The clock said 5:37 remained, plenty of time. But Skylar Diggins, her Notre Dame teammates and the Constant Center crowd knew otherwise.
Truth be told, so did Duke.
They knew Diggins had just iced Tuesday's NCAA Norfolk Regional final. They knew the Fighting Irish were headed to a third consecutive Final Four, the Blue Devils to a fourth straight Elite Eight defeat.
"That's right," Diggins yelped to fans from midcourt after her layup, despite considerable defensive contact from Chloe Wells, again had extended the Irish lead to double figures.
Right, indeed. For all of Duke's resolve and Notre Dame's breakdowns, the Irish had too much offense, too much Diggins in this 87-76 victory.
"I hold Notre Dame on such a high pedestal. … I know everybody in the city of South Bend (Ind.) is excited," Diggins said of another Final Four. "The experience has been great."
For the second time in three days here, Notre Dame's attack bordered on flawless after intermission. The Irish (35-1) shot 62.1 percent in the second half, scored 56 points and assisted on 16 of their 18 field goals, much as they did in Sunday's regional semifinal rout of Kansas.
On the day she was named first-team All-American by the Associated Press, Diggins again was the maestro. She had game-highs of 24 points, nine assists and five steals, and, just for kicks, grabbed five rebounds as well.
"I'm excited for her career beyond (college)," Duke coach Joanne P. McCallie said of Diggins.
A serious offensive funk — 11 consecutive misses combined with three turnovers — sentenced Notre Dame to a 26-17 first-half deficit. The Blue Devils (33-3) scored on their final five possessions of the half, punctuated by Wells' 3-pointer in the waning seconds to grab a 37-31 intermission edge.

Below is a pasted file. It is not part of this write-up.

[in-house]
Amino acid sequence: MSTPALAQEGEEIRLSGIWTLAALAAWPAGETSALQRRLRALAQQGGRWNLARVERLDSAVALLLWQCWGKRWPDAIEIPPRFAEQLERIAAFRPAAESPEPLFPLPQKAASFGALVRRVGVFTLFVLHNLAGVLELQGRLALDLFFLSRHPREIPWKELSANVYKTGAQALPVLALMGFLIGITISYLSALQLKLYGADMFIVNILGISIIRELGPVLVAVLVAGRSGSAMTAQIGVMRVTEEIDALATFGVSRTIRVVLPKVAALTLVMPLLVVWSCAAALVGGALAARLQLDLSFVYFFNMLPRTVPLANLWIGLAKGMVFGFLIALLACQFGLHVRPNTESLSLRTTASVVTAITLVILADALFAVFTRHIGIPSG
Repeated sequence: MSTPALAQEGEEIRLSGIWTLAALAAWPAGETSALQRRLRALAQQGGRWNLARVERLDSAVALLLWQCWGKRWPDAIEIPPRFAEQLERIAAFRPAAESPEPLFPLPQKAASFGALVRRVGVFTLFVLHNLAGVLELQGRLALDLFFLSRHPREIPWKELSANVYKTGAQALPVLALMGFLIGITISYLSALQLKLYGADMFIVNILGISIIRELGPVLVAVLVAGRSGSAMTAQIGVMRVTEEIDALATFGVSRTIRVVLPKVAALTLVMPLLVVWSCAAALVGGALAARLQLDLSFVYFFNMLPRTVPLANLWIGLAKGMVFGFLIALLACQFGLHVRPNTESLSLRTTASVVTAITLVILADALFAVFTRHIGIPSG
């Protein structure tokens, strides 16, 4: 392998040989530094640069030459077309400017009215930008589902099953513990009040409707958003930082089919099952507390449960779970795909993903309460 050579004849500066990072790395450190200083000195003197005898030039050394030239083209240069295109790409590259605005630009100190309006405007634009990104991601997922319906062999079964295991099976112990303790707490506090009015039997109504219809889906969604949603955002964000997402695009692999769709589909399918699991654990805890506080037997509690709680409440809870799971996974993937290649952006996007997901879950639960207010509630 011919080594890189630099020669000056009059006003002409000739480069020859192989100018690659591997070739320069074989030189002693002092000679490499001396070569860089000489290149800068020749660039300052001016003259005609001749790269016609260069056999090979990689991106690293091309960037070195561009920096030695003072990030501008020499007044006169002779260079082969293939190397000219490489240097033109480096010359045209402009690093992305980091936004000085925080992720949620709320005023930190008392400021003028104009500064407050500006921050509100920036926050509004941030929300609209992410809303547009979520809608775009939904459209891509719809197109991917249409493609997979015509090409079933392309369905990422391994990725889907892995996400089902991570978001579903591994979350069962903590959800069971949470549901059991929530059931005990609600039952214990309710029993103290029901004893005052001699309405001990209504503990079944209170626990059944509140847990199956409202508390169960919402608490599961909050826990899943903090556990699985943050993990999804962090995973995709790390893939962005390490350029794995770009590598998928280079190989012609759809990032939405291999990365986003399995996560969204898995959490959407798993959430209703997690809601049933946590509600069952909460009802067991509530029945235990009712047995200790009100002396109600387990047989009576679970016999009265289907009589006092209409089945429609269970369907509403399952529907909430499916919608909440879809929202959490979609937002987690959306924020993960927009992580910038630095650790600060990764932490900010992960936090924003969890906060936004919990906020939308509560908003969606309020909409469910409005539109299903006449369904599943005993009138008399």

"I thought in the first half they outworked us," Irish coach Muffet McGraw said.
The 6-point halftime deficit matched the Irish's largest of the season.
How would the region's top seed respond? How would Diggins, a senior searching for a championship, respond after spending eight minutes on the bench with two fouls?
Foul trouble certainly was foreign to her. This was her 279th career game at Notre Dame and never had she been disqualified. Moreover, she averages less than two fouls per game.
"I was happy with the way my team responded to adversity," Diggins said.
To say the least, Notre Dame and UConn have a history.
The teams have clashed three times this season, the Irish winning them all, by a combined 12 points. Notre Dame prevailed by one on the road, by nine at home in triple-overtime and by two in the Big East tournament final in Hartford, Conn.
This the Irish managed despite three sub-par shooting games from Diggins: 4-of-15, 11-of-31 and 5-of-15. In those contests, Diggins played 133 of a possible 135 minutes.
Most remarkable, this is the third consecutive season and the fourth time overall that Notre Dame and UConn have collided in a Final Four semifinal.
The Irish defeated the Huskies in 2001 en route to the national championship. They repeated those conquests in 2011 and '12, only to lose subsequent title games to Texas A&M and Baylor.
The two constants over those years: coaches Geno Auriemma and McGraw.
Then-Notre Dame athletic director Gene Corrigan hired McGraw from Lehigh in 1987, and when the Irish joined the Big East for the 1995-96 season, Auriemma's Huskies were reigning national champions and tournament regulars.
In its second Big East season. Notre Dame reached its first Final Four, but the Irish lost 11 consecutive games to UConn before finally breaking through in 2001, at home during the regular season and at the Final Four.
As Notre Dame moves from the Big East to the ACC next season, it trades that rivalry for annual games against national contenders such as Duke, North Carolina and Maryland. The latter two have won a national title, and the Blue Devils have Final Four pedigree.
But none approaches UConn.
Notre Dame-Connecticut Round 4?
"We're enjoying the moment right now," Diggins said. "We'll talk about that later."
David Teel can be reached
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